Gauge the Shot

With the Help of a Weather Station

Story and Photos by Joe Huffman

Most Idahoans look out the window if they want to know which way the wind blows, and for details, they turn to the weather report. But sometimes you need to get granular. One place where it’s good to have precise information is at a long-distance shooting range like Boomershoot—a high-power rifle range near Cavendish in Clearwater County that has explosive targets up to seven hundred yards away. The author, a software engineer in Bellevue who founded Boomershoot, decided in 2017 to set up his own weather station at the site. This year, he made significant improvements to the installation. He chronicled both efforts on his blog, “The View from North Central Idaho.” His story is reprinted here with permission.

Posted January 15, 2017

There used to be a home weather station about a mile from the Boomershoot site that was available on the Internet via Weather Underground. I would check the weather and know it was a very good representation of what was going on at my property. My phone app, Field Ballistics, automatically looks up the closest weather station to your shooting location and can feed that information, including the direction you are shooting, into your shooting solution. Having temperature, air pressure, and wind for when I was doing some shooting on-site without getting out my thermometer, wind gauge, and air pressure meter was very cool.

A couple years ago, the family with the weather station moved away and took the weather station with them. Brother Doug has a weather station about two miles away but he hasn’t connected it to the Internet and isn’t interested in doing that. I contemplated putting one up at Boomershoot Mecca [the explosives production facility], but with all the trees around it, the wind measurement would be wrong. I finally decided that I would put one at the Boomershoot shooting line. I needed to put in solar power and a permanent Internet connection there, but I decided it was worth it.

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Bringing in the equipment for the weather station.
The driveway to the shooting line at the rifle range.
Hoarfrost on wind sensors.
The "indoor" unit of the station.
Spikes on the rain gauge keep birds from perching or building nests.


Yesterday my daughter Kim and I did most of the work. I accidently left a critical part in Bellevue [Washington], so it is not online yet, but it’s close enough that it will be a short job the next time I visit.

It was cold and there was deep snow. Dropping a bolt or nut into the snow would have been a serious problem, so we assembled everything we could while in Doug’s family room. We loaded up everything, including snowshoes, and drove over to the Boomershoot site. We knew we would have to carry in everything the last 250 yards or so.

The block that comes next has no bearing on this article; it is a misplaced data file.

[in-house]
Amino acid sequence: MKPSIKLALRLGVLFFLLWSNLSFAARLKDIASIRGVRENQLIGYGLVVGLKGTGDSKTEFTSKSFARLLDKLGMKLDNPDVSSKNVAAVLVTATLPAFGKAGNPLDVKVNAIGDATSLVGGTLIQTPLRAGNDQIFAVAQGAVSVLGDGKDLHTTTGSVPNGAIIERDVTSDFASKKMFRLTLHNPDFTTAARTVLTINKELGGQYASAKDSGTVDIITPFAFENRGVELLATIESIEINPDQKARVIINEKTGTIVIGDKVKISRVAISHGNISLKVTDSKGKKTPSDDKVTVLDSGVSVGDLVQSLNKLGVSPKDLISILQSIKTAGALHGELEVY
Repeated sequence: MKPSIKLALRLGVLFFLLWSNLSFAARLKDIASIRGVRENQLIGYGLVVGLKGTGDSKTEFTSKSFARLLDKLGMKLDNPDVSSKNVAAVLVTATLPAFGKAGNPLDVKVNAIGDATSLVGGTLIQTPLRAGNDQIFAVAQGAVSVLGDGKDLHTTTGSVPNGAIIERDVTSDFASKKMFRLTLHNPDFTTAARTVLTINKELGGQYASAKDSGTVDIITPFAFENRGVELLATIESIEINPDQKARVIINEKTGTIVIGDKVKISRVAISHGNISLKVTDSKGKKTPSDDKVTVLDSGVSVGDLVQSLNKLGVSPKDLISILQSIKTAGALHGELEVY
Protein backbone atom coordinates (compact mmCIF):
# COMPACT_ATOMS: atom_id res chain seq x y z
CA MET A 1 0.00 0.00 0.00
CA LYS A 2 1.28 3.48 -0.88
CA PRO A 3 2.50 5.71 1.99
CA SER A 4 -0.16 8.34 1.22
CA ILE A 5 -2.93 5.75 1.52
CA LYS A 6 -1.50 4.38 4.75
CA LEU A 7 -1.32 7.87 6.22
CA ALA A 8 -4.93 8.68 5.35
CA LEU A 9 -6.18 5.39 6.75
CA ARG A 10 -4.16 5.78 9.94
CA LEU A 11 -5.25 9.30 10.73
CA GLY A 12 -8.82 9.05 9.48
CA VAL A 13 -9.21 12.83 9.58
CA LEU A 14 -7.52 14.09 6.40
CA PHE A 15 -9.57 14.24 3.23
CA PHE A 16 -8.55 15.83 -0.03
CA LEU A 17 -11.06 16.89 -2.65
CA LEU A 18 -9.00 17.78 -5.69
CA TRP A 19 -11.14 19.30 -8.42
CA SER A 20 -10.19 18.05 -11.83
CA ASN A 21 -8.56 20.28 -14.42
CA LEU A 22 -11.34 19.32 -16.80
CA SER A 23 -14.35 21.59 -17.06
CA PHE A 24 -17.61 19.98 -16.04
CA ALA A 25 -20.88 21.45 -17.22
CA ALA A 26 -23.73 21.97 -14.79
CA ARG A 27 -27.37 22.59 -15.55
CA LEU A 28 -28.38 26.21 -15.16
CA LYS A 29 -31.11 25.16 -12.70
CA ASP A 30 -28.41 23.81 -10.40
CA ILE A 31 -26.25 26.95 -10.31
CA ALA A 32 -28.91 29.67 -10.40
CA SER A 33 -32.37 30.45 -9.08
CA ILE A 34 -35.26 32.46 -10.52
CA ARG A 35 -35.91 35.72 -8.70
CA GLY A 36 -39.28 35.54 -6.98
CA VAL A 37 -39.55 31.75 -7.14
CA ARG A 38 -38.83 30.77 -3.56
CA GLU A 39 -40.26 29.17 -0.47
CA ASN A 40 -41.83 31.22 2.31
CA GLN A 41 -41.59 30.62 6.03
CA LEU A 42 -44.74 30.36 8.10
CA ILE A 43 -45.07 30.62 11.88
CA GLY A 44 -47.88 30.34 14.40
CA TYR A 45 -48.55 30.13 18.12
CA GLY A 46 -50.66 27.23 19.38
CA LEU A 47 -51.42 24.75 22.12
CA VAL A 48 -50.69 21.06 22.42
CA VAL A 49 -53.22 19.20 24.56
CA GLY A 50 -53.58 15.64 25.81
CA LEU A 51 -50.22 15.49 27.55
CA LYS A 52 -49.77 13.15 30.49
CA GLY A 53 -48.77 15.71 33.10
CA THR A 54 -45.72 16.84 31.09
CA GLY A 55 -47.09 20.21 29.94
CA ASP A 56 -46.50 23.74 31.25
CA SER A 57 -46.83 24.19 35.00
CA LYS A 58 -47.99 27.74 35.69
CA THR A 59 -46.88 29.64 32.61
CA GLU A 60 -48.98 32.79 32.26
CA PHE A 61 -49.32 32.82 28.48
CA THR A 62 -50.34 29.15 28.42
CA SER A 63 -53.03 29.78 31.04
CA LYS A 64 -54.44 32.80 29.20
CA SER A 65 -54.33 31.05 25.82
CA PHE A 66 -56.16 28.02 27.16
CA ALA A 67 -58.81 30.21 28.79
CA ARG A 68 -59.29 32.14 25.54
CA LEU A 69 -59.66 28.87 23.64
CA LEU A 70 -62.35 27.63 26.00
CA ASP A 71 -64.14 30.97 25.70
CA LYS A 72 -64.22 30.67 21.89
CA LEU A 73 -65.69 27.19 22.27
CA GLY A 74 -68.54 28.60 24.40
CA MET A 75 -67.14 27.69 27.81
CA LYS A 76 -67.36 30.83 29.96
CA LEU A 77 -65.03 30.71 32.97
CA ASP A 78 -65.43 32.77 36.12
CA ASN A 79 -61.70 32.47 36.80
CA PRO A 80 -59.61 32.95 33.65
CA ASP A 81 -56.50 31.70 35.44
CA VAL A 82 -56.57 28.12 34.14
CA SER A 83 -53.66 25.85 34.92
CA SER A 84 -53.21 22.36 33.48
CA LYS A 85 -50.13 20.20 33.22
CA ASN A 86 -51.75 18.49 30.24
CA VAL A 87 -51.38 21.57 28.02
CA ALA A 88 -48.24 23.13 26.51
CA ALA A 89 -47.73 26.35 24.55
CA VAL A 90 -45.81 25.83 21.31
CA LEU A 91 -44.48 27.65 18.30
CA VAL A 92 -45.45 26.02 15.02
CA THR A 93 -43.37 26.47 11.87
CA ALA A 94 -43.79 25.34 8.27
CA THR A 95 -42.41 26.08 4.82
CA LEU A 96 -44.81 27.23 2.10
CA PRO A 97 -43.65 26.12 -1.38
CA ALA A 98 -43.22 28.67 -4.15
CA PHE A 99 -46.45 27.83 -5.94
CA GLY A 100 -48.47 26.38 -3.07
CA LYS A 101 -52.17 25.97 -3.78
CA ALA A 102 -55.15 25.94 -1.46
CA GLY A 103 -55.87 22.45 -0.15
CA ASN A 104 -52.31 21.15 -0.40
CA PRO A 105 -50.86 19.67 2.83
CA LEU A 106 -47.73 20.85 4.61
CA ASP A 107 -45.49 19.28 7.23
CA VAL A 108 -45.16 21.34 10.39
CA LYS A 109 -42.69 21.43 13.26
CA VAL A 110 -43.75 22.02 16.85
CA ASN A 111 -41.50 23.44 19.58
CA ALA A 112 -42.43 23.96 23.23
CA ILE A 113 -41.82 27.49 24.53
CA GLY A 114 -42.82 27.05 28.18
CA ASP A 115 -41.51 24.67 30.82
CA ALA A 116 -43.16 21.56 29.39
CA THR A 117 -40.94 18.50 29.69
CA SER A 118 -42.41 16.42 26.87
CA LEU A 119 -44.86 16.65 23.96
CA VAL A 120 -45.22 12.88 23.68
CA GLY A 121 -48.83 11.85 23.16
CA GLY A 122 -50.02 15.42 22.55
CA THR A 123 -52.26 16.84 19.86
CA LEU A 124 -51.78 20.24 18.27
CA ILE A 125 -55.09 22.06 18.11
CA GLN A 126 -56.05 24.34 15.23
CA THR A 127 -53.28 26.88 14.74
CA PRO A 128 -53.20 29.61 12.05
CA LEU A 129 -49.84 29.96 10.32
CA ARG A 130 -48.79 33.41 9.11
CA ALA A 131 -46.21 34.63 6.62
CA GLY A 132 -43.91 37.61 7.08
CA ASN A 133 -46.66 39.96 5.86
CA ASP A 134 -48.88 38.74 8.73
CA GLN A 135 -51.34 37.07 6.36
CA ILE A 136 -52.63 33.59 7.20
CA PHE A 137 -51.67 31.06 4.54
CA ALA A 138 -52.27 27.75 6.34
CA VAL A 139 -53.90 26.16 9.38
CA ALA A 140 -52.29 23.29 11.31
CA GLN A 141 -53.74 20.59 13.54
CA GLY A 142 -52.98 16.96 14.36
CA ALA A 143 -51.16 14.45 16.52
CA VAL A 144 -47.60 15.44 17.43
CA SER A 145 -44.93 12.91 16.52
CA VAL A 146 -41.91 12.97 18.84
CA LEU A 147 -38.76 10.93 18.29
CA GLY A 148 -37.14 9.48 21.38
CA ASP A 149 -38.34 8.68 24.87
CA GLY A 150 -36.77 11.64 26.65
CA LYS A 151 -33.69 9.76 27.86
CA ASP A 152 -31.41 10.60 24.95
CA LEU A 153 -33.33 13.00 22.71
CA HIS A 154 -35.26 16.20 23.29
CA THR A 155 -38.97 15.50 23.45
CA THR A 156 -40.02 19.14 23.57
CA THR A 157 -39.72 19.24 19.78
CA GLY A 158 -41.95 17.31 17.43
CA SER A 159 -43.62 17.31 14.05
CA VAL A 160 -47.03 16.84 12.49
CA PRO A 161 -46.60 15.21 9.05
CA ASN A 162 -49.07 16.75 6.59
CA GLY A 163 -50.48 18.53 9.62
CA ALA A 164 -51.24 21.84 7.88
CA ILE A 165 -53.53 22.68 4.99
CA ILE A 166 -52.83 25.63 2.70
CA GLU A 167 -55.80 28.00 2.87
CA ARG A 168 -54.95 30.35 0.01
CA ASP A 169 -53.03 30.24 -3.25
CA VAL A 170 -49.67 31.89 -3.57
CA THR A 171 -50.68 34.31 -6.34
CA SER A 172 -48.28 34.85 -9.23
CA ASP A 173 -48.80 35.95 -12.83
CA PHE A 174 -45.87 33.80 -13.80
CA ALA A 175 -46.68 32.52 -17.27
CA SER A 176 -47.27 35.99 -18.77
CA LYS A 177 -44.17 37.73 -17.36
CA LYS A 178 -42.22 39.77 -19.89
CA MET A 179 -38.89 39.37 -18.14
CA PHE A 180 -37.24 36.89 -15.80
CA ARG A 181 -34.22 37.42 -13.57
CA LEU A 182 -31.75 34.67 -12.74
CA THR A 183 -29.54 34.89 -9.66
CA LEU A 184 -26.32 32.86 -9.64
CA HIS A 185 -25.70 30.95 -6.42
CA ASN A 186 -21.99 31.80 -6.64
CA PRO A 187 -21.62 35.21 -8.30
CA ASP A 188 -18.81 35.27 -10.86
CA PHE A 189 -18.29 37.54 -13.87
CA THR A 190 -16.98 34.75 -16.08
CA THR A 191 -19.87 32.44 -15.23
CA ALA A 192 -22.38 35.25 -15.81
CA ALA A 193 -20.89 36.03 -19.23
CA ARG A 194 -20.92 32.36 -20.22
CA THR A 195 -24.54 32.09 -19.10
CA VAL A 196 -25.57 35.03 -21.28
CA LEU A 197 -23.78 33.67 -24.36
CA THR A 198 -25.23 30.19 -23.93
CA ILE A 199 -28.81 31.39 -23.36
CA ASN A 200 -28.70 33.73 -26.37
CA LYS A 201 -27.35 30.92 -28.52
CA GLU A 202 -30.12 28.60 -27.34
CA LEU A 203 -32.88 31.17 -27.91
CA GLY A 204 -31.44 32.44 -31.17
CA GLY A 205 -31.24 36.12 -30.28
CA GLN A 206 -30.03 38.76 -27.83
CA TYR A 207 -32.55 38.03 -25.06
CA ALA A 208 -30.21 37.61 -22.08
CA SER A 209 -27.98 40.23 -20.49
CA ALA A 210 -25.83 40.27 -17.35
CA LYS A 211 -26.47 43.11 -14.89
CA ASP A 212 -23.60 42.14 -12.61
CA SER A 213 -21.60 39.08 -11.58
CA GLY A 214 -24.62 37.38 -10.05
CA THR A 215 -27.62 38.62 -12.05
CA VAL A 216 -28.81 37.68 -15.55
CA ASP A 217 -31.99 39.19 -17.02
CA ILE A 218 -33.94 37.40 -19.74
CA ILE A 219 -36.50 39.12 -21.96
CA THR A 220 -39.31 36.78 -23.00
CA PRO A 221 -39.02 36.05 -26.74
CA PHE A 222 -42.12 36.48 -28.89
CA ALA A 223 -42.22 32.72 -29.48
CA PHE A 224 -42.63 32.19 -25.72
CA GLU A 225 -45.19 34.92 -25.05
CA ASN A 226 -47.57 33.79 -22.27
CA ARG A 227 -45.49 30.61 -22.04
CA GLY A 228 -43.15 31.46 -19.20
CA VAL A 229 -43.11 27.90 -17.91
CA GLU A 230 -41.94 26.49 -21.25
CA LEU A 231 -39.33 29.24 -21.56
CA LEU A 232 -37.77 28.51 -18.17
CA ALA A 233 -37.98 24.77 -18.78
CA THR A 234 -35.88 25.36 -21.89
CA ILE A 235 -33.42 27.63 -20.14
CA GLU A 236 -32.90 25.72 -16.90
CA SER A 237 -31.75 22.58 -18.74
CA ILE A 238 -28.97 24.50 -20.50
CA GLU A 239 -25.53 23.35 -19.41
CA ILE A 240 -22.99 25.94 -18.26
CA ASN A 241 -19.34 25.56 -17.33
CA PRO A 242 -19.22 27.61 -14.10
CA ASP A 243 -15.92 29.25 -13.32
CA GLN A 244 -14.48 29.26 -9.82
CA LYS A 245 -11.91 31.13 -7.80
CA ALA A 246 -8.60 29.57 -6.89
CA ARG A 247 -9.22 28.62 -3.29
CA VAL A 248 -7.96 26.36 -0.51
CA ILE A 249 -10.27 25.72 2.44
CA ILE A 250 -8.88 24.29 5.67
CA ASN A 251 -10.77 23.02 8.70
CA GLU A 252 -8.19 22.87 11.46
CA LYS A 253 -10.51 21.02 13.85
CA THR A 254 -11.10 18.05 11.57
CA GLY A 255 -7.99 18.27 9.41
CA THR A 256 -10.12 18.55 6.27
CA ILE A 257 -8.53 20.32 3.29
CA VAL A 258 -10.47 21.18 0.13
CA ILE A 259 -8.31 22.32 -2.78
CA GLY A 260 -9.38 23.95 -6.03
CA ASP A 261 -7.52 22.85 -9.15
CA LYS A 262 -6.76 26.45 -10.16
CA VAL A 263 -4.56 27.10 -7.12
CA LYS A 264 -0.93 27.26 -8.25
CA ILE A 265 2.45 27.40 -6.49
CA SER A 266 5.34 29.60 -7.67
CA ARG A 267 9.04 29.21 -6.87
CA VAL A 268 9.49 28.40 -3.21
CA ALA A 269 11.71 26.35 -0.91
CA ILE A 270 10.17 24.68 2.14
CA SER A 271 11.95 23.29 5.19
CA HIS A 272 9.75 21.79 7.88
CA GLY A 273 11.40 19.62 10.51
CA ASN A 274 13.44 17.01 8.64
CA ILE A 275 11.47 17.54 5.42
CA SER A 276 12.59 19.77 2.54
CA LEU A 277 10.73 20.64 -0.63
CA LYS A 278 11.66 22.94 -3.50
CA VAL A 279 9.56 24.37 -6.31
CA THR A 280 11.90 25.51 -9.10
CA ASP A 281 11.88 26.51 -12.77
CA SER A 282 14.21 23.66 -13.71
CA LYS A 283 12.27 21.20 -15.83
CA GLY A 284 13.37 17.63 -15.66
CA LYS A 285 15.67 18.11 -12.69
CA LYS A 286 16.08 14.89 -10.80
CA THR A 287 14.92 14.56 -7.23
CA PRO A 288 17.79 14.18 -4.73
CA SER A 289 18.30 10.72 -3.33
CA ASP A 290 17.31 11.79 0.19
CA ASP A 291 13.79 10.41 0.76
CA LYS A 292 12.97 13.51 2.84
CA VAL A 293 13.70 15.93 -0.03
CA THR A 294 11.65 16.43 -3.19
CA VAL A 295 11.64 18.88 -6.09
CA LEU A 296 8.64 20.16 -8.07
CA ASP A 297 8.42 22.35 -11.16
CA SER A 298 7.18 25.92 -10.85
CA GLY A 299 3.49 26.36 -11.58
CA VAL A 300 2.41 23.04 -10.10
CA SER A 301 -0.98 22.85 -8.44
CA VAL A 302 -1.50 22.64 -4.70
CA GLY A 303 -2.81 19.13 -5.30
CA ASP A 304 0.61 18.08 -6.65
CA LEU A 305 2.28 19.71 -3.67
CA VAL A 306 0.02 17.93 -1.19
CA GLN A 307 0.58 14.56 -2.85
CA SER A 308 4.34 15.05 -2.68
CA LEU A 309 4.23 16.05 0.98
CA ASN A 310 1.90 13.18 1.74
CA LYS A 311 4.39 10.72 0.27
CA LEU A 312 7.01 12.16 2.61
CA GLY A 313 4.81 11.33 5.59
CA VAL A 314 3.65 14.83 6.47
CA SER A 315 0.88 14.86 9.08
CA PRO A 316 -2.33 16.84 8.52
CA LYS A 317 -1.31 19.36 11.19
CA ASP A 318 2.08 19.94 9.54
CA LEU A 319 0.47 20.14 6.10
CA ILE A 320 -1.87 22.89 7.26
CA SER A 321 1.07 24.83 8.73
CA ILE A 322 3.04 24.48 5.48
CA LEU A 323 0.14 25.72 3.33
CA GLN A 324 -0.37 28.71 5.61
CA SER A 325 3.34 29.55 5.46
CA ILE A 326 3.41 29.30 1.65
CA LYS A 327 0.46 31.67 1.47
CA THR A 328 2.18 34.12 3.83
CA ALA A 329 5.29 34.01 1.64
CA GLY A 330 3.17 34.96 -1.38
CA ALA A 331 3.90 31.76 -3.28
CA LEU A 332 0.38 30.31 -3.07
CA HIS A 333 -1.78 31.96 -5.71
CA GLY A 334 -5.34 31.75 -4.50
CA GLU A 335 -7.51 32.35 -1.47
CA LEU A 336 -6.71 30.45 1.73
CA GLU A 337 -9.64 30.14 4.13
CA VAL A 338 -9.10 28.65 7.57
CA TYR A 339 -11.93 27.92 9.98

As expected, the driveway into the shooting line had drifts in it and there was no way we were driving in. The road there was plowed but as sister-in-law Julie explained, there is a new snowplow driver for the county road department. The community has taken to calling him “One-Lane McClain.” We parked just across the road from the entrance, which was mostly blocked by a vehicle anyway. Since this was a one-lane road, thanks to the snowplow, we got off the road as much as we could, then shoveled, so other people could get past us if they tried to get through while we were parked there.

We borrowed a toboggan from Doug and used it to take in the heavy stuff. The battery alone was 130 pounds. With the box and other equipment, it was a bit challenging to get through the deep snow. I wore snowshoes but Kim had never worn snowshoes before and was hesitant to try. She tried to walk in my snowshoe and toboggan tracks but was breaking through up to her knees on every step. It was a lot of work and after about fifty feet, I encouraged her to go back and try the snowshoes. She had to figure out the adjustment to match her feet but soon she was experiencing the joys of walking through deep snow with far less effort.

It took us three or four trips but we got everything in, the steel fence posts pounded through the frozen ground, and everything assembled with the exception of some wires that came loose as we were jostling things into place. By the time we finished, about 4:45, we were starting to get some nice colors in the sunset.